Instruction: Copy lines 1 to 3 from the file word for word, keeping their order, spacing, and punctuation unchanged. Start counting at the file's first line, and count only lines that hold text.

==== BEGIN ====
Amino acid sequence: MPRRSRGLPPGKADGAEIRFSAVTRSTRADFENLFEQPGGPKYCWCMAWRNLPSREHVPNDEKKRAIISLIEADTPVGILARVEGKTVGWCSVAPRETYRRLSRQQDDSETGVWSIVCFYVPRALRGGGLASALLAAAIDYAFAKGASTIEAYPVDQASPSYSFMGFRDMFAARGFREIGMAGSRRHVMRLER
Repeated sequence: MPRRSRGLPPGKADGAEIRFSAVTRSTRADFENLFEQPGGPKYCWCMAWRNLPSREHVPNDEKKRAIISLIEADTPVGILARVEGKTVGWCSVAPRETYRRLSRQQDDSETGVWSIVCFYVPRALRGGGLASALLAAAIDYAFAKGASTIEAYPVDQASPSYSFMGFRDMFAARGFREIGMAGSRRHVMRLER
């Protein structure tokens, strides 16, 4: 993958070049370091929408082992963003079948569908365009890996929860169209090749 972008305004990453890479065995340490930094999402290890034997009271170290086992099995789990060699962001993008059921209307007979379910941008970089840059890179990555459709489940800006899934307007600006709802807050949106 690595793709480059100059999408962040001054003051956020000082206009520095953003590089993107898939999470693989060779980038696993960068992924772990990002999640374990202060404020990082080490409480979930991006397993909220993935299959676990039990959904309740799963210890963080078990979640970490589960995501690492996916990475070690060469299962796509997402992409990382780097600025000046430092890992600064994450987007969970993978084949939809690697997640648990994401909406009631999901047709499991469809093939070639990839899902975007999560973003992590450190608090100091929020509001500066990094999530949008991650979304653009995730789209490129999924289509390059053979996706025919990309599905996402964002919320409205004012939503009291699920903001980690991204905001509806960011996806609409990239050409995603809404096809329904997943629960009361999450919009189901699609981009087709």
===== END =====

Amino acid sequence: MPRRSRGLPPGKADGAEIRFSAVTRSTRADFENLFEQPGGPKYCWCMAWRNLPSREHVPNDEKKRAIISLIEADTPVGILARVEGKTVGWCSVAPRETYRRLSRQQDDSETGVWSIVCFYVPRALRGGGLASALLAAAIDYAFAKGASTIEAYPVDQASPSYSFMGFRDMFAARGFREIGMAGSRRHVMRLER
Repeated sequence: MPRRSRGLPPGKADGAEIRFSAVTRSTRADFENLFEQPGGPKYCWCMAWRNLPSREHVPNDEKKRAIISLIEADTPVGILARVEGKTVGWCSVAPRETYRRLSRQQDDSETGVWSIVCFYVPRALRGGGLASALLAAAIDYAFAKGASTIEAYPVDQASPSYSFMGFRDMFAARGFREIGMAGSRRHVMRLER
């Protein structure tokens, strides 16, 4: 993958070049370091929408082992963003079948569908365009890996929860169209090749 972008305004990453890479065995340490930094999402290890034997009271170290086992099995789990060699962001993008059921209307007979379910941008970089840059890179990555459709489940800006899934307007600006709802807050949106 690595793709480059100059999408962040001054003051956020000082206009520095953003590089993107898939999470693989060779980038696993960068992924772990990002999640374990202060404020990082080490409480979930991006397993909220993935299959676990039990959904309740799963210890963080078990979640970490589960995501690492996916990475070690060469299962796509997402992409990382780097600025000046430092890992600064994450987007969970993978084949939809690697997640648990994401909406009631999901047709499991469809093939070639990839899902975007999560973003992590450190608090100091929020509001500066990094999530949008991650979304653009995730789209490129999924289509390059053979996706025919990309599905996402964002919320409205004012939503009291699920903001980690991204905001509806960011996806609409990239050409995603809404096809329904997943629960009361999450919009189901699609981009087709």